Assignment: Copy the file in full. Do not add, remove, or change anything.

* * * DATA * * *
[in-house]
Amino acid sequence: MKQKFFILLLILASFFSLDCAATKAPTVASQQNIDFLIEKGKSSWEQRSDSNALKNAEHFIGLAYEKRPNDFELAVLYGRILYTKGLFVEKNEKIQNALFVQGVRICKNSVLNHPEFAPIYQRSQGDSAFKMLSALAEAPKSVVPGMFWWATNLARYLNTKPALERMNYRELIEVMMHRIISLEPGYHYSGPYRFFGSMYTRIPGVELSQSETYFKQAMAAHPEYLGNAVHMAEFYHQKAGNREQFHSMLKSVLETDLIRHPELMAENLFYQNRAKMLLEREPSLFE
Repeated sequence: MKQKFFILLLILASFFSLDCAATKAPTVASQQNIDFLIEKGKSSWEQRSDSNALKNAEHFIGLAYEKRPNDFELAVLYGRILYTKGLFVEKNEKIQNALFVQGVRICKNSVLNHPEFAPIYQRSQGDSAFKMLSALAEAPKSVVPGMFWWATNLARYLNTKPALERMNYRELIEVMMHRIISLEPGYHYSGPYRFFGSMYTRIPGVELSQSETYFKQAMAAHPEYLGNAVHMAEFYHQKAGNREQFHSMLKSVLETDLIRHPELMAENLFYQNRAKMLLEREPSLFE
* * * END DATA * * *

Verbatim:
[in-house]
Amino acid sequence: MKQKFFILLLILASFFSLDCAATKAPTVASQQNIDFLIEKGKSSWEQRSDSNALKNAEHFIGLAYEKRPNDFELAVLYGRILYTKGLFVEKNEKIQNALFVQGVRICKNSVLNHPEFAPIYQRSQGDSAFKMLSALAEAPKSVVPGMFWWATNLARYLNTKPALERMNYRELIEVMMHRIISLEPGYHYSGPYRFFGSMYTRIPGVELSQSETYFKQAMAAHPEYLGNAVHMAEFYHQKAGNREQFHSMLKSVLETDLIRHPELMAENLFYQNRAKMLLEREPSLFE
Repeated sequence: MKQKFFILLLILASFFSLDCAATKAPTVASQQNIDFLIEKGKSSWEQRSDSNALKNAEHFIGLAYEKRPNDFELAVLYGRILYTKGLFVEKNEKIQNALFVQGVRICKNSVLNHPEFAPIYQRSQGDSAFKMLSALAEAPKSVVPGMFWWATNLARYLNTKPALERMNYRELIEVMMHRIISLEPGYHYSGPYRFFGSMYTRIPGVELSQSETYFKQAMAAHPEYLGNAVHMAEFYHQKAGNREQFHSMLKSVLETDLIRHPELMAENLFYQNRAKMLLEREPSLFE